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Medicare payment changes for nursing homes and home-health agencies aren’t on lawmakers’ radar screens, in spite of congressional advisers’ recommendations.
The Medicare Payment Advisory Commission, the main adviser to Congress on Medicare payment policies, said in its June 15 report that a unified payment system for post-acute care should start in 2021. A unified system would base Medicare payments for nursing homes and home-health agencies on patient characteristics instead of the setting where the care is provided. The proposal has received praise and raised concern, but health-care stakeholders said Congress is unlikely to take up the recommendations anytime soon.
“I’m not sure [the proposal] has the political will at this point,” Erica Breese, senior manager at Avalere Health, a health-care consulting company in Washington, told Bloomberg BNA June 21. “It’s way too big and too controversial for them to take on right now.”
In its June 2016 report, MedPAC said the unified payment system could be implemented sooner than the 2024 timetable outlined in the Improving Medicare Post-Acute Care Transformation (IMPACT) Act of 2014. The IMPACT Act requires reports on a post-acute care prospective payment system but doesn’t mandate the implementation of a unified prospective payment system. Only Congress can implement such changes.
Joy Cameron, vice president of policy and innovation at the Visiting Nurse Associations of America in Arlington, Va., said MedPAC continues to make recommendations that Congress has ignored and that lawmakers have shown little interest in taking up the post-acute payment reforms.
“Often Congress reads the report and goes their own way,” she told Bloomberg BNA June 20. “The unified payment isn’t going to get much traction in Congress, especially the earlier timeline. I don’t know if it is a lack of interest, or if their plates are full.”
Richard A. MacMillan, senior vice president and senior counsel for legislative and regulatory affairs at LHC Group, a national provider of post-acute services based in Lafayette, La., said Congress might be too busy with other things to take up MedPAC’s recommendation.
“Right now, you have the Senate Finance Committee focusing on chronic care issues, and [House] Ways and Means focusing on post-acute value based purchasing,” he told Bloomberg BNA June 20. “So it would likely mean they would have to take time away from those other things in order to focus on the unified payment system.”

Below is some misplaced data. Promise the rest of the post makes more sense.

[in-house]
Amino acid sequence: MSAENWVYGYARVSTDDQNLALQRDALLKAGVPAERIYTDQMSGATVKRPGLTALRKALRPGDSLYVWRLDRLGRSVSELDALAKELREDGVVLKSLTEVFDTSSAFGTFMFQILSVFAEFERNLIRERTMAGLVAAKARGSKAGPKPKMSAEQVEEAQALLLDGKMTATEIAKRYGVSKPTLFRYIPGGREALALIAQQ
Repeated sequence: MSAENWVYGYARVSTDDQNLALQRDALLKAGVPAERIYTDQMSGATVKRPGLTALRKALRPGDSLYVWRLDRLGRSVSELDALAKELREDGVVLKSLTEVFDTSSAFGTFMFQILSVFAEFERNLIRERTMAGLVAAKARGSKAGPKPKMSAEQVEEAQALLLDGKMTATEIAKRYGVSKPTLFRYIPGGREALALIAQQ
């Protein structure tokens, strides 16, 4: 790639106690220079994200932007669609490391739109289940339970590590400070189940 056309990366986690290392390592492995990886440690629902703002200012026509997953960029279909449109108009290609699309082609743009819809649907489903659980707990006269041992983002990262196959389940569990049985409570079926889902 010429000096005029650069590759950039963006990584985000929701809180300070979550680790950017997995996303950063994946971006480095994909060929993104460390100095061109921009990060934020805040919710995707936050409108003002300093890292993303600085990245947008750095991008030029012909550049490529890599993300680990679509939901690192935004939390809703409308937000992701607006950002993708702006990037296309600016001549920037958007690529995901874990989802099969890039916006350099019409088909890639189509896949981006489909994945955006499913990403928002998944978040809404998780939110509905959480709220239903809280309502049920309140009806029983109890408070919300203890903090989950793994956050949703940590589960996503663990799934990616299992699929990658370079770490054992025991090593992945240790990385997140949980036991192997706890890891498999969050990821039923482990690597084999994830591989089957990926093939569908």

“Congress is busy right now with health care, especially surrounding the Affordable Care Act, and this hasn’t been part of the discussion yet,” Cameron said.
Mark Reagan, managing partner in the health-care law practice of Hooper, Lundy & Bookman PC in San Francisco, said health-care providers could be overwhelmed if Congress decided to implement MedPAC’s recommendations.
“While payment reform is laudable, MedPAC and the CMS [Centers for Medicare & Medicaid Services] should be cautious about too much change at too fast a pace. PAC providers are adapting to ACOs [accountable care organizations] and dealing with growing Medicare Advantage penetration rates,” he told Bloomberg BNA June 20. “The combination of all of these changes could create access issues just when the baby boom is cresting.”
Cynthia Morton, executive vice president at the National Association for the Support of Long Term Care, a trade association in Washington, said it would be difficult for health-care providers to juggle all these changes at once. “While policy changes overnight, how hospitals work and operate does not,” she told Bloomberg BNA June 21.
Breese said Congress would also receive heavy pushback from hospitals. “They would see opposition not only because of payment cuts but procedural changes as well, like stay times and cost structures and other regulatory requirements,” she said.
According to the June 15 report, Medicare payments exceeded providers’ costs by 14 percent across the post-acute care system. MedPAC recommended a 5 percent reduction, which didn’t sit well with industry groups.
“This cut would be incorporated into the new payment system,” MacMillan said. “This is one of the biggest things we are pushing back against.”
Cameron said the 5 percent cut was “untenable.”
Reagan said unified payments could be more of a “next decade” issue due to their complexity and regulatory design.
“It is difficult to know how viable the approach will be but it is something that those of us working in the post-acute sector have viewed as an ultimate goal of MedPAC for some time, albeit more conceptual in nature until now,” Reagan said.
MacMillan said post-acute care spending is growing, and it’s the fastest-growing part of the Medicare system. “I believe that in time Congress may eventually consider this,” he said.
Deborah Kantar Gardner, partner at Ropes & Gray’s health-care practice in Boston, said the proposal might eventually be considered and implemented, but it would take some time.
“There will be winners and losers in this, and thus considerable stakeholder involvement, and the further need to revisit the regulatory frameworks for the various long-term care providers,” she told Bloomberg BNA June 20. “I view this proposal as a more long-term, gradually implemented idea, but one that may be well-received.”
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The June 15 MedPAC report is at http://src.bna.com/pT0.
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